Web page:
Trump for Tyrant

A Platonic analysis of the presidential candidate.

By Eric W. Orts, Peter T. Struck, and Jeffrey Green

Monday, November 16, 2015

Donald Trump in Washington, D.C., 2011. Photo by Gage Skidmore (Wikimedia Commons).

Sometimes a puzzling new phenomenon calls for a return to classical foundations for an adequate explanation. The political rise of Donald Trump qualifies as this kind of a puzzle. His infectious appeal has political professionals scratching their heads. As Trump never ceases to remind us, he remains at the top—or near the top—in national polls. What explains the Trump craze?

Plato would not have been surprised. He would diagnose Trump as an aspiring tyrant.

Of course, a full-fledged tyranny does not occur until someone suited to the role manages to seize the reins of power. Consider, though, the characteristics of the tyrant that Plato warns against in his Republic. Tyrants arise from democracies that allow for everyone to pursue his or her own ambitions. Some individuals who are governed by “a gang of harmful appetites” and have a habit of “bragging speeches” amass wealth with a purpose only to satisfy their hedonistic desires. In a democracy, this kind of person “frequently goes in for politics and bounces up and says and does whatever happens to come into his head.” Moving from democracy to tyranny, the worst form of government, the proto-tyrant is “drawn toward utter lawlessness” and transforms into “a monstrous winged drone.” Tyrants are “faithless” as well as “friendless,” according to Plato. “Passion lives…in him in complete anarchy and lawlessness, as his sole ruler, and drives him…to dare anything that will provide sustenance for himself and the unruly mob around him.”  A tyrant is therefore prone to foreign wars and redistributions of wealth to favor himself and his allies.

Trump’s motivations become understandable when fit into a template of tyranny. For him, it is apparently not sufficient to emblazon his name in large letters on buildings or to collect beautiful women as wives. Finding it feasible with his gifts for rhetoric and entertainment, as well as his money and no limit on political spending for self-advancement, Trump aims for the highest possible platform for his ego: President of the United States.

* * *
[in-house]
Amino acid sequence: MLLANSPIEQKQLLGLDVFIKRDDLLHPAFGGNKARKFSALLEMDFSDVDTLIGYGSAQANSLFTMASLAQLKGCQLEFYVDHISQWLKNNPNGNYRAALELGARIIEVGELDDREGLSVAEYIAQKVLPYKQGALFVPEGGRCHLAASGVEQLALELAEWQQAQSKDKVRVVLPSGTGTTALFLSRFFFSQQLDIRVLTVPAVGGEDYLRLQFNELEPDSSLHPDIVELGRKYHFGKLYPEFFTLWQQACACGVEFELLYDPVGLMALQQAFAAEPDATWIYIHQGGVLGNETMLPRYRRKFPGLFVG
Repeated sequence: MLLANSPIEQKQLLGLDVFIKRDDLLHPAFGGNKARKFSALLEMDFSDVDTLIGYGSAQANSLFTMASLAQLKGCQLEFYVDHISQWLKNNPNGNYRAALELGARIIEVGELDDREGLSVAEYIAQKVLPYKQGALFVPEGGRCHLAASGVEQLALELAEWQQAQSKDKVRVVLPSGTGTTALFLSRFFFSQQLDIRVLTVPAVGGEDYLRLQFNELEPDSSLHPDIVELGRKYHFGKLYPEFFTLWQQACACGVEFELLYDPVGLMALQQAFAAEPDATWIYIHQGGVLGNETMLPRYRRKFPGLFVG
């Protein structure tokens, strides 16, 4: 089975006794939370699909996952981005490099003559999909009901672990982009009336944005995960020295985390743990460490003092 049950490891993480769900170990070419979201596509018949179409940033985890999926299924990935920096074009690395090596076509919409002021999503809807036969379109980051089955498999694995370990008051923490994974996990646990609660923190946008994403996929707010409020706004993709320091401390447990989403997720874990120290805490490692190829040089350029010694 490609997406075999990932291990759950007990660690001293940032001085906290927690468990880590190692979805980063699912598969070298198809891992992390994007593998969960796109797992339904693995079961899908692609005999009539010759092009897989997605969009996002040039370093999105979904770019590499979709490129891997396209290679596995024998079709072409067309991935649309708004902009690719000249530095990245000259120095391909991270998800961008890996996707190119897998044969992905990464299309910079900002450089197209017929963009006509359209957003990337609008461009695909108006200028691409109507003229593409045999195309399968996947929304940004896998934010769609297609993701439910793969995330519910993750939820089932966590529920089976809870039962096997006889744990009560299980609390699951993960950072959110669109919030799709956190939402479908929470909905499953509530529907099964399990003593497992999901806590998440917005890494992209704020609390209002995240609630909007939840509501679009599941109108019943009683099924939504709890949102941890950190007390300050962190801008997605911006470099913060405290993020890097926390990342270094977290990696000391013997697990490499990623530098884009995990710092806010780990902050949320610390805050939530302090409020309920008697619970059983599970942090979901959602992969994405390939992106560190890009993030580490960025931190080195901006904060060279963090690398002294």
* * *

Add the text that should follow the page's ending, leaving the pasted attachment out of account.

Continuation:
We do not propose to psychoanalyze Trump. To understand his continuing appeal, though, we follow Plato and suggest a need to examine ourselves as an electorate—and the souls of so many citizens who shrug off Trump’s disregard for the truth and embrace his cruel jibes and insinuations. Trump tells, repeats, or refuses to correct falsehoods about vaccines and autism, immigrants and crime, and President Obama’s birthplace and religion. Trump insults everyone, including established journalists, who dare raise a word against him. He disrespects senators and governors with the imperious demeanor of his famous television show: “You’re fired!” He refuses to apologize even when challenged face-to-face on personal putdowns of a candidate’s wife or a candidate’s looks. Trump cares little for the virtue of honor, another hallmark of the tyrant according to Plato, as illustrated by his un-retracted dismissal of Senator John McCain’s military heroism. No doubt Trump would treat scholars like us with similar contempt. “Won’t the moneymaker say,” Plato asks, “that, compared to making a profit, the pleasures of being honored or of learning are worthless unless there is something in them that makes money?”

Trump appeals to base instincts of racism and xenophobia, but not because he truly believes in anything himself or has a coherent view of recommended policies for a better world. He says whatever he thinks may get him attention and a bump in the polls. The fact that he is rewarded for this behavior, even when called out by other candidates and the media, shows that there is a dark desire for tyranny lying in the hearts of many citizens today. This is precisely the ironic trajectory Plato imagined. Citizens in a democracy, overburdened by the responsibilities of sifting through their own thoughts, welcome the tyrant's devotion to hedonistic passions as a relief from the tedium of reasoned argument.

In a letter, Plato once advised citizens in a very different but perhaps analogous situation:  “I urge those who are intent on establishing a tyranny to turn back and to flee for their lives from what is accounted happiness by men who are insatiably greedy and bereft of sense.” We should heed this ancient wisdom and refuse Donald Trump’s bid to become our tyrant. Let us find and select a safer and more virtuous leader, whether Democrat or Republican, on whom to pin our hopes and dreams for the future.

Perhaps the voters of Iowa are already responding to this message—or beginning to see the danger—as Trump’s polling numbers have begun to slip, and he pleads with crowds to “do me a favor and work with my people and go out…and vote and give us a victory?” And “if I lose Iowa,” threatens the would-be tyrant, “I will never speak to you people again.”


All quotations are from recent translations of Plato’s Republic and Letter VIII. The authors post-date Donald Trump’s attendance at the University of Pennsylvania's Wharton School, and they have no personal or institutional knowledge regarding his performance or record as a student there.